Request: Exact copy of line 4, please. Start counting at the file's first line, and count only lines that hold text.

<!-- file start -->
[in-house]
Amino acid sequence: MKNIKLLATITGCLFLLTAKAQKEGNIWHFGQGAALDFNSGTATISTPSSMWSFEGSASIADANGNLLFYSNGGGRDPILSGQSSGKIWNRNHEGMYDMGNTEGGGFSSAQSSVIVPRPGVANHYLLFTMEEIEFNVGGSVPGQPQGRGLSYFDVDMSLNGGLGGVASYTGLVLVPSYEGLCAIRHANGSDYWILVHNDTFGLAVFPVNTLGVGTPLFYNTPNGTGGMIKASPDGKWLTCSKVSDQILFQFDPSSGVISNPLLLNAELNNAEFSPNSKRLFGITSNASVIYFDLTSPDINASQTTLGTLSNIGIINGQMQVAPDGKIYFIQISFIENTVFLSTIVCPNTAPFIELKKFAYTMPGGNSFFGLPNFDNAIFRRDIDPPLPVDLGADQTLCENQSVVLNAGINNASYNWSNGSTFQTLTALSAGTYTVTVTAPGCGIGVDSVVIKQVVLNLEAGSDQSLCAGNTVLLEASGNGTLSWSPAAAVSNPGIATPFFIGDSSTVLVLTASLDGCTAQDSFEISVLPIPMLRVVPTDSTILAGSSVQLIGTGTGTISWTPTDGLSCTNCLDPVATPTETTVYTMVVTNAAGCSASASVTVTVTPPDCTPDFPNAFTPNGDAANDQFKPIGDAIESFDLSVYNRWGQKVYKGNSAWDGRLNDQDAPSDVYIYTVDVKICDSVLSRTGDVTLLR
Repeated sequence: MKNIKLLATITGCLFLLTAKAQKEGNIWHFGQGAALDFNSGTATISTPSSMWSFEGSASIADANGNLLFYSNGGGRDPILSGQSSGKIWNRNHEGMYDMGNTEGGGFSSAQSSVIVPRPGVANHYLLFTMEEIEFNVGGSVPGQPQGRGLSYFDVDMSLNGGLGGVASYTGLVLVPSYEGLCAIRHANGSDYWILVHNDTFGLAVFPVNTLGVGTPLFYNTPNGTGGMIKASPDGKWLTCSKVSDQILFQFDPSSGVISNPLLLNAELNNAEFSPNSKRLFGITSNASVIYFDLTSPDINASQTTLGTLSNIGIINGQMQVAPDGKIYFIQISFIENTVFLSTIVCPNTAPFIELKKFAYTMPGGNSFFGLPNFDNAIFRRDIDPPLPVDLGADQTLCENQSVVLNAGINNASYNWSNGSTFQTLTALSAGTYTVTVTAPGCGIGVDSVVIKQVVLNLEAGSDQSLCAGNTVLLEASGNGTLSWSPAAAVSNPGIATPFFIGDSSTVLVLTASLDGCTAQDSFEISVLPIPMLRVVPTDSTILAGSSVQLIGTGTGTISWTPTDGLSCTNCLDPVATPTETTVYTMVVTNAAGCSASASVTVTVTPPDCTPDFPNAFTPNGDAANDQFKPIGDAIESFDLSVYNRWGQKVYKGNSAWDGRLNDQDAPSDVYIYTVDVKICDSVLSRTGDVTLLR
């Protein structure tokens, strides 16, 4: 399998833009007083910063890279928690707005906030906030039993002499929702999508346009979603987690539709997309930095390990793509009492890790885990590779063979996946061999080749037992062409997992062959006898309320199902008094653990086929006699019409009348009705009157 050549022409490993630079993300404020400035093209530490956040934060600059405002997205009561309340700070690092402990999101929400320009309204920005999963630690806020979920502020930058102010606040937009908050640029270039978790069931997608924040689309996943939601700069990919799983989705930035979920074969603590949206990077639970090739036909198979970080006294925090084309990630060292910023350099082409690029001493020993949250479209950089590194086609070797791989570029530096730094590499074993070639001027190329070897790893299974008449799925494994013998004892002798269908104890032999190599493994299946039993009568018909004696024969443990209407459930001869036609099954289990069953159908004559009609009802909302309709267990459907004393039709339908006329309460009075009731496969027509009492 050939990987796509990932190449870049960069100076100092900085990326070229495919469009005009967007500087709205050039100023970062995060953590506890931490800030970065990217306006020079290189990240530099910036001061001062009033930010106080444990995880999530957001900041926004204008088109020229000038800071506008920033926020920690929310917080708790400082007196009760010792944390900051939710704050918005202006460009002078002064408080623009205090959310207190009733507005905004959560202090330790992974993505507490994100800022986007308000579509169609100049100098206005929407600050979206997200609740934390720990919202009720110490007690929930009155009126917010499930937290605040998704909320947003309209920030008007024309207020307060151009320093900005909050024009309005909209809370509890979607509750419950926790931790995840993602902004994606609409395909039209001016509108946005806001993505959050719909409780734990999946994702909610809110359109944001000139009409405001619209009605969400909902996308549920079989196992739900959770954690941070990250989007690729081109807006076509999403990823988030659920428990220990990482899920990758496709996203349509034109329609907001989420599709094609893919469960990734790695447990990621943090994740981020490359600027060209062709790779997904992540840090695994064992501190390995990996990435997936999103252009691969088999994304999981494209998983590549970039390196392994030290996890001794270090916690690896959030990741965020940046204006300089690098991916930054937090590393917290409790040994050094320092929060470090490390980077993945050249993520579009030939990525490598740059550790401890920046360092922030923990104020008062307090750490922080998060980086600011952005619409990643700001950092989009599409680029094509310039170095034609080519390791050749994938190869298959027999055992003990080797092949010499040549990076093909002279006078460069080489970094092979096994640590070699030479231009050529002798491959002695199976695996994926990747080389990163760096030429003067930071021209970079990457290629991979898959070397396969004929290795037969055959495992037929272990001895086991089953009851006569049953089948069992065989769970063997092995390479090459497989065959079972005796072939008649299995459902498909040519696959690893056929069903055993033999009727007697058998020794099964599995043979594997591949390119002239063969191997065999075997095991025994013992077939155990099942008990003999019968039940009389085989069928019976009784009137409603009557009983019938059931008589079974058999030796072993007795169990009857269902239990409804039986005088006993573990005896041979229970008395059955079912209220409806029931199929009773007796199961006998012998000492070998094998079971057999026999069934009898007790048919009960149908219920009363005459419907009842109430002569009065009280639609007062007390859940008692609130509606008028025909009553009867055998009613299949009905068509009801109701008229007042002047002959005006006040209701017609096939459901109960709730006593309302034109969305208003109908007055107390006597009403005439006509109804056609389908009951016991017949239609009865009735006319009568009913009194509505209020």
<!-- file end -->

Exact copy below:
């Protein structure tokens, strides 16, 4: 399998833009007083910063890279928690707005906030906030039993002499929702999508346009979603987690539709997309930095390990793509009492890790885990590779063979996946061999080749037992062409997992062959006898309320199902008094653990086929006699019409009348009705009157 050549022409490993630079993300404020400035093209530490956040934060600059405002997205009561309340700070690092402990999101929400320009309204920005999963630690806020979920502020930058102010606040937009908050640029270039978790069931997608924040689309996943939601700069990919799983989705930035979920074969603590949206990077639970090739036909198979970080006294925090084309990630060292910023350099082409690029001493020993949250479209950089590194086609070797791989570029530096730094590499074993070639001027190329070897790893299974008449799925494994013998004892002798269908104890032999190599493994299946039993009568018909004696024969443990209407459930001869036609099954289990069953159908004559009609009802909302309709267990459907004393039709339908006329309460009075009731496969027509009492 050939990987796509990932190449870049960069100076100092900085990326070229495919469009005009967007500087709205050039100023970062995060953590506890931490800030970065990217306006020079290189990240530099910036001061001062009033930010106080444990995880999530957001900041926004204008088109020229000038800071506008920033926020920690929310917080708790400082007196009760010792944390900051939710704050918005202006460009002078002064408080623009205090959310207190009733507005905004959560202090330790992974993505507490994100800022986007308000579509169609100049100098206005929407600050979206997200609740934390720990919202009720110490007690929930009155009126917010499930937290605040998704909320947003309209920030008007024309207020307060151009320093900005909050024009309005909209809370509890979607509750419950926790931790995840993602902004994606609409395909039209001016509108946005806001993505959050719909409780734990999946994702909610809110359109944001000139009409405001619209009605969400909902996308549920079989196992739900959770954690941070990250989007690729081109807006076509999403990823988030659920428990220990990482899920990758496709996203349509034109329609907001989420599709094609893919469960990734790695447990990621943090994740981020490359600027060209062709790779997904992540840090695994064992501190390995990996990435997936999103252009691969088999994304999981494209998983590549970039390196392994030290996890001794270090916690690896959030990741965020940046204006300089690098991916930054937090590393917290409790040994050094320092929060470090490390980077993945050249993520579009030939990525490598740059550790401890920046360092922030923990104020008062307090750490922080998060980086600011952005619409990643700001950092989009599409680029094509310039170095034609080519390791050749994938190869298959027999055992003990080797092949010499040549990076093909002279006078460069080489970094092979096994640590070699030479231009050529002798491959002695199976695996994926990747080389990163760096030429003067930071021209970079990457290629991979898959070397396969004929290795037969055959495992037929272990001895086991089953009851006569049953089948069992065989769970063997092995390479090459497989065959079972005796072939008649299995459902498909040519696959690893056929069903055993033999009727007697058998020794099964599995043979594997591949390119002239063969191997065999075997095991025994013992077939155990099942008990003999019968039940009389085989069928019976009784009137409603009557009983019938059931008589079974058999030796072993007795169990009857269902239990409804039986005088006993573990005896041979229970008395059955079912209220409806029931199929009773007796199961006998012998000492070998094998079971057999026999069934009898007790048919009960149908219920009363005459419907009842109430002569009065009280639609007062007390859940008692609130509606008028025909009553009867055998009613299949009905068509009801109701008229007042002047002959005006006040209701017609096939459901109960709730006593309302034109969305208003109908007055107390006597009403005439006509109804056609389908009951016991017949239609009865009735006319009568009913009194509505209020």